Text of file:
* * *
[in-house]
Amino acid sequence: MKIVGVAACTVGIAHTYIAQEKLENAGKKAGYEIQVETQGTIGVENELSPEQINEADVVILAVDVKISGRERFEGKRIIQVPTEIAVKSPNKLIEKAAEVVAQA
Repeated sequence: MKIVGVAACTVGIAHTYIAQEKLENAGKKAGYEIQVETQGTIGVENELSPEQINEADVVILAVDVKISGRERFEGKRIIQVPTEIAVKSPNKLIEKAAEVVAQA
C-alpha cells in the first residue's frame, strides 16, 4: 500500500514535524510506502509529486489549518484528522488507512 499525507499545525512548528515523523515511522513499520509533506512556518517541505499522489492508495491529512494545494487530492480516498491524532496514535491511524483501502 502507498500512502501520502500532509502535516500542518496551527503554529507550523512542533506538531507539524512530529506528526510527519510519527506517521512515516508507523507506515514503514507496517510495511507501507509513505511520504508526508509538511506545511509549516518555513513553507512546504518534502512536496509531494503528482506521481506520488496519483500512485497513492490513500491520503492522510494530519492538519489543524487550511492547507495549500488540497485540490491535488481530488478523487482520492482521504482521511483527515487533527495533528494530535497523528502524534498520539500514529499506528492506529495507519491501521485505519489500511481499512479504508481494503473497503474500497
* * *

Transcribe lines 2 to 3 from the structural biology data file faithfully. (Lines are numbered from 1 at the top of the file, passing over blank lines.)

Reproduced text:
Amino acid sequence: MKIVGVAACTVGIAHTYIAQEKLENAGKKAGYEIQVETQGTIGVENELSPEQINEADVVILAVDVKISGRERFEGKRIIQVPTEIAVKSPNKLIEKAAEVVAQA
Repeated sequence: MKIVGVAACTVGIAHTYIAQEKLENAGKKAGYEIQVETQGTIGVENELSPEQINEADVVILAVDVKISGRERFEGKRIIQVPTEIAVKSPNKLIEKAAEVVAQA